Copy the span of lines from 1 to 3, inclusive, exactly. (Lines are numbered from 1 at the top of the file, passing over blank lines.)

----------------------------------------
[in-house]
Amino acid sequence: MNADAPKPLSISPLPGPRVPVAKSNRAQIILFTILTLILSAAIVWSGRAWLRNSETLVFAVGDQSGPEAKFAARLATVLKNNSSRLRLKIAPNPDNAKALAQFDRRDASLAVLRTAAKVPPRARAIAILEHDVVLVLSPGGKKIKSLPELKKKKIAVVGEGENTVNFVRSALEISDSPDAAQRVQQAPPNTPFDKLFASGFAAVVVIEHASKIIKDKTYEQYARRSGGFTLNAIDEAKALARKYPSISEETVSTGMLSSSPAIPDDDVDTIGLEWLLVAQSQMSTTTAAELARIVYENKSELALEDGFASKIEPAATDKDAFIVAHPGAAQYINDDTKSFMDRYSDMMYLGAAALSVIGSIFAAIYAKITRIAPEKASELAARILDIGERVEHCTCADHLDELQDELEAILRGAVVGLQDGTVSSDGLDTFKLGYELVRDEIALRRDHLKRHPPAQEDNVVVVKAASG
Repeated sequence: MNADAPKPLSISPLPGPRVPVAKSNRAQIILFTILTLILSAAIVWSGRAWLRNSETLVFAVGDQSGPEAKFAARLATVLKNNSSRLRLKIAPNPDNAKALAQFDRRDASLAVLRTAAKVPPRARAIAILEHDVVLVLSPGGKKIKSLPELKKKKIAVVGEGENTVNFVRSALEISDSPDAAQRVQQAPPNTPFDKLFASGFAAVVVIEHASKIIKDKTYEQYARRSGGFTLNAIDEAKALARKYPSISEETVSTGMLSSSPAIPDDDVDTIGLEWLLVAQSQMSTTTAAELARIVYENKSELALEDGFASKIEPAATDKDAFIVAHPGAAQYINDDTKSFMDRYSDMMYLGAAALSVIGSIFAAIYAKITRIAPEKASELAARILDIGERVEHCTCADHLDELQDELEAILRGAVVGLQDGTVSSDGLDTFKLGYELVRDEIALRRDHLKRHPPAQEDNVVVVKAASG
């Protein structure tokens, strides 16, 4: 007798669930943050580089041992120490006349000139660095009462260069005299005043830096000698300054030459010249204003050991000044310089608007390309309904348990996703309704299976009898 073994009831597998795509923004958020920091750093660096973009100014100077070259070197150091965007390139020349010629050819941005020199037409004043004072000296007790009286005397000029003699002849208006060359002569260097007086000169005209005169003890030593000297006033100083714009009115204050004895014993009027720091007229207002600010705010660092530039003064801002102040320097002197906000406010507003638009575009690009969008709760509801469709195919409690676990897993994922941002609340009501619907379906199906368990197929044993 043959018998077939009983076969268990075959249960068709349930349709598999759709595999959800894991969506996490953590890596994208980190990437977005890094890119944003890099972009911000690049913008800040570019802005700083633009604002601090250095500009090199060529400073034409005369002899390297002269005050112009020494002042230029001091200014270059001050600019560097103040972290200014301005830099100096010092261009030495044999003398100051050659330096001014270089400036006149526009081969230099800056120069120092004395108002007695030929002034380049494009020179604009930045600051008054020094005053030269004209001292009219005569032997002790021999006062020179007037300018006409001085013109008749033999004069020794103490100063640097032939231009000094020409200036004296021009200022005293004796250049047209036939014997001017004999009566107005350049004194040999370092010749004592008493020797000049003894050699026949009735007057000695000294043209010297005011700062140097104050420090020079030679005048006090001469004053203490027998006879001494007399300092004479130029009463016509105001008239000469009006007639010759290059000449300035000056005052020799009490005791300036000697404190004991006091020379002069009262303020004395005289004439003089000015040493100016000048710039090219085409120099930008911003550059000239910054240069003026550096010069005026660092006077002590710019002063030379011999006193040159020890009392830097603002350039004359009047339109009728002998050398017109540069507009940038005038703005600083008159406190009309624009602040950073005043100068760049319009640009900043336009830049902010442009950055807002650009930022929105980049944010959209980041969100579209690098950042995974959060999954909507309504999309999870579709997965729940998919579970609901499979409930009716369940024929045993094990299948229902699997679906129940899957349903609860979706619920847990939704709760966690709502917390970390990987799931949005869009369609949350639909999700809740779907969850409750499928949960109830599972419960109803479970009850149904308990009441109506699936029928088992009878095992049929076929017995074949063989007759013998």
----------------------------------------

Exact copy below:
[in-house]
Amino acid sequence: MNADAPKPLSISPLPGPRVPVAKSNRAQIILFTILTLILSAAIVWSGRAWLRNSETLVFAVGDQSGPEAKFAARLATVLKNNSSRLRLKIAPNPDNAKALAQFDRRDASLAVLRTAAKVPPRARAIAILEHDVVLVLSPGGKKIKSLPELKKKKIAVVGEGENTVNFVRSALEISDSPDAAQRVQQAPPNTPFDKLFASGFAAVVVIEHASKIIKDKTYEQYARRSGGFTLNAIDEAKALARKYPSISEETVSTGMLSSSPAIPDDDVDTIGLEWLLVAQSQMSTTTAAELARIVYENKSELALEDGFASKIEPAATDKDAFIVAHPGAAQYINDDTKSFMDRYSDMMYLGAAALSVIGSIFAAIYAKITRIAPEKASELAARILDIGERVEHCTCADHLDELQDELEAILRGAVVGLQDGTVSSDGLDTFKLGYELVRDEIALRRDHLKRHPPAQEDNVVVVKAASG
Repeated sequence: MNADAPKPLSISPLPGPRVPVAKSNRAQIILFTILTLILSAAIVWSGRAWLRNSETLVFAVGDQSGPEAKFAARLATVLKNNSSRLRLKIAPNPDNAKALAQFDRRDASLAVLRTAAKVPPRARAIAILEHDVVLVLSPGGKKIKSLPELKKKKIAVVGEGENTVNFVRSALEISDSPDAAQRVQQAPPNTPFDKLFASGFAAVVVIEHASKIIKDKTYEQYARRSGGFTLNAIDEAKALARKYPSISEETVSTGMLSSSPAIPDDDVDTIGLEWLLVAQSQMSTTTAAELARIVYENKSELALEDGFASKIEPAATDKDAFIVAHPGAAQYINDDTKSFMDRYSDMMYLGAAALSVIGSIFAAIYAKITRIAPEKASELAARILDIGERVEHCTCADHLDELQDELEAILRGAVVGLQDGTVSSDGLDTFKLGYELVRDEIALRRDHLKRHPPAQEDNVVVVKAASG